Sahida is a ‘lockdown legend’, having received an award from Preston Park Museum. She inspired a team of volunteers to help establish the niche service of providing tailored food hampers to local BAME families during lockdown, which has now grown in to an eco-shop and other community-based initiatives.
Debbie Fixter of Little Sprouts has also been instrumental in negotiating the availability of surplus food from local retailers and forming the basis of some great partnership working between various organisations due to her excellent grassroots experience and knowledge.
Earlier this year, Preston Park Museum and grounds asked the people of Tees Valley to nominate their local Lockdown Legend to be in with a chance of having their portrait created and displayed in a new exhibition at the museum.
The winning portrait was of Sahida Ditta who worked tirelessly throughout the pandemic to provide food hampers to some of the most vulnerable BAME families in the community, ensuring they didn’t go hungry.
Sahida chose to work with British Asian artist Daya Bhatti to create a portrait, which tells her story. It has been created on a ‘Bag for Life’ to represent the bags that were used to deliver the food parcels.
You can see the portrait as part of a new exhibition called Extraordinary People at Preston Park Museum until October.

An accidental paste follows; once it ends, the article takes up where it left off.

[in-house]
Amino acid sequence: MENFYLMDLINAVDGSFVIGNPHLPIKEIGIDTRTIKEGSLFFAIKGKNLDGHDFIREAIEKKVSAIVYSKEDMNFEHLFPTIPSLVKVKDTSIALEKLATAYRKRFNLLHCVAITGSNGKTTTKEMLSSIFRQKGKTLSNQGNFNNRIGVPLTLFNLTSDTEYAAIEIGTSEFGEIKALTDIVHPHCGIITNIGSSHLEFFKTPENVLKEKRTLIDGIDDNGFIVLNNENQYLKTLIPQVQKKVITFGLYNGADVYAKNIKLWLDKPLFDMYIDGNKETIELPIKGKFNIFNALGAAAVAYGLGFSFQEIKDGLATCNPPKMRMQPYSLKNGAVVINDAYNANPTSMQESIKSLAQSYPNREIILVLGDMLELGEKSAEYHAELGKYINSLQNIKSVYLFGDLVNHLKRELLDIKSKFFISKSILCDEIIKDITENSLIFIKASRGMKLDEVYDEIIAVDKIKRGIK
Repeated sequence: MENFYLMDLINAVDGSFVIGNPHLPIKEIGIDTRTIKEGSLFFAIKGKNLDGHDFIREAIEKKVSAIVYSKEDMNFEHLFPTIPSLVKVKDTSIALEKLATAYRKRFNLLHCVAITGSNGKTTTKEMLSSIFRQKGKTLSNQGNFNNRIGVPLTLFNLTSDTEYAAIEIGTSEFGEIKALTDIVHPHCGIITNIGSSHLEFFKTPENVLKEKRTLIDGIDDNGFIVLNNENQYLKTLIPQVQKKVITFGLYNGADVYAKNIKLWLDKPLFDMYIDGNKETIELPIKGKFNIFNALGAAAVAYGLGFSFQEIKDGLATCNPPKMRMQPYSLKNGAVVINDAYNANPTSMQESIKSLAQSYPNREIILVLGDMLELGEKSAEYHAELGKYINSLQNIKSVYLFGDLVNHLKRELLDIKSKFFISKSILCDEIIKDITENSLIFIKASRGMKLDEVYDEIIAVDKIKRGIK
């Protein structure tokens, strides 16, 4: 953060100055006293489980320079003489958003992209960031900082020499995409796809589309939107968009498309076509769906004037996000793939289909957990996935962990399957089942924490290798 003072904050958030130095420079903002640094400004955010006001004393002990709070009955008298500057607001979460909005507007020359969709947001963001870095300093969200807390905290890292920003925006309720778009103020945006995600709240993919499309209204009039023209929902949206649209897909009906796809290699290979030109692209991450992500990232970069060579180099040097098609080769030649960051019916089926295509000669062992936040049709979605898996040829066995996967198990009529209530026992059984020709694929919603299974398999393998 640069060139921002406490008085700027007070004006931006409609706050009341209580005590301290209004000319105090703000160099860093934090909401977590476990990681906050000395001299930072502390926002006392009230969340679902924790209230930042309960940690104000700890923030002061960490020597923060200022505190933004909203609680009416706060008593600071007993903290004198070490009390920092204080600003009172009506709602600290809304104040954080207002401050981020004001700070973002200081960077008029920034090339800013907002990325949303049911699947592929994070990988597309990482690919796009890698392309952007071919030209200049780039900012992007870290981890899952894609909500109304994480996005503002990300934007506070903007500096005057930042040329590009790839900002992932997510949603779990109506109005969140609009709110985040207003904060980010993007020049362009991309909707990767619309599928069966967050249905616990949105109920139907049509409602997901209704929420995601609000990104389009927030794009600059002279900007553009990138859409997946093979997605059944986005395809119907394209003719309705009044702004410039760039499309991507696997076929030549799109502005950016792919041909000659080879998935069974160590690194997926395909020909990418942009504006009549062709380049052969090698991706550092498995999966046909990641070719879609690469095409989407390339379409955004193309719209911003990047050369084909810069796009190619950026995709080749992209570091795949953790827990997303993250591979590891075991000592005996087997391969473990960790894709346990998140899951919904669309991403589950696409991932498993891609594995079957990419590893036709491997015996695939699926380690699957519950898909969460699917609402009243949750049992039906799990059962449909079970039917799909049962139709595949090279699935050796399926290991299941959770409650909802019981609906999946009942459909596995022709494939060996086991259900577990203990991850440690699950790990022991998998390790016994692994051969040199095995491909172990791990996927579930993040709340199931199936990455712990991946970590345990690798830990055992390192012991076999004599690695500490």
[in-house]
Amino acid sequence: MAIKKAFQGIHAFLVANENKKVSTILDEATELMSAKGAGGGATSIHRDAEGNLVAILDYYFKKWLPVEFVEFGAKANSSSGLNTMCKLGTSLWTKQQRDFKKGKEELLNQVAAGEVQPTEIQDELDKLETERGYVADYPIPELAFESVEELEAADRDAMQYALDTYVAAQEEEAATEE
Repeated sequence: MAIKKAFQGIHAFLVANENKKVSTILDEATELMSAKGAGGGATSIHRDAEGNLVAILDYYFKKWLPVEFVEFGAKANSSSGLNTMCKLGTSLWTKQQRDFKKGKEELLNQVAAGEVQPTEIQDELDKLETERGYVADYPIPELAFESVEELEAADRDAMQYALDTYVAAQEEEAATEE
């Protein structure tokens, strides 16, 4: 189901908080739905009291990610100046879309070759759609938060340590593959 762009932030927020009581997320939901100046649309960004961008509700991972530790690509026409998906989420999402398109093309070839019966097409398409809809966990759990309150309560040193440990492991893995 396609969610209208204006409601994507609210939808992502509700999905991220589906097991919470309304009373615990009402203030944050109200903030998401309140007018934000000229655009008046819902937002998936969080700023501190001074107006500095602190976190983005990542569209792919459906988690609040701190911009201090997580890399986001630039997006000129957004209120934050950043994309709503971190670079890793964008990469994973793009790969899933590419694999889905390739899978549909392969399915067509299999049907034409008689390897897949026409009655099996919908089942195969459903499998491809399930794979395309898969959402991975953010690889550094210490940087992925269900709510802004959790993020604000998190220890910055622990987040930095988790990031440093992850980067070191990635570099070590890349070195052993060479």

Sahida Ditta leads the Amal Project which was launched to fulfil a need in the BAME community. During the pandemic, Sahida very quickly recognised a need for some tailored food hampers to meet the dietary requirements of the BAME community. The teamwork closely with schools to identify families who require this support.
Last week, hugely supported by Little Sprouts, the team hosted an event at the Community EcoShop, Arlington Park, Stockton. Over 100 people came together for the community-focused Eid shopping experience including samosas, pakora and drinks, courtesy of The Ditta family.
The all-inclusive eco-shop with a BAME-focused element at Arlington Park is now up and running, every Thursday from 12.30pm. Locally it is one of the first of it’s kind and they are doing a roaring trade, with people queueing for the food and other produce well before they open.
The shop is run by a joint partnership between Amal Project Teesside and Little Sprouts. It has a wide range of food and other household products to offer, most of which are either obtained from supermarkets which regard them as surplus or freshly grown locally.
Catalyst’s Chief Executive, Jon Carling, visited the eco-shop last week and said ‘this is a fantastic service, led by Sahida Ditta and Debbie Fixter meeting a real need in the local community’.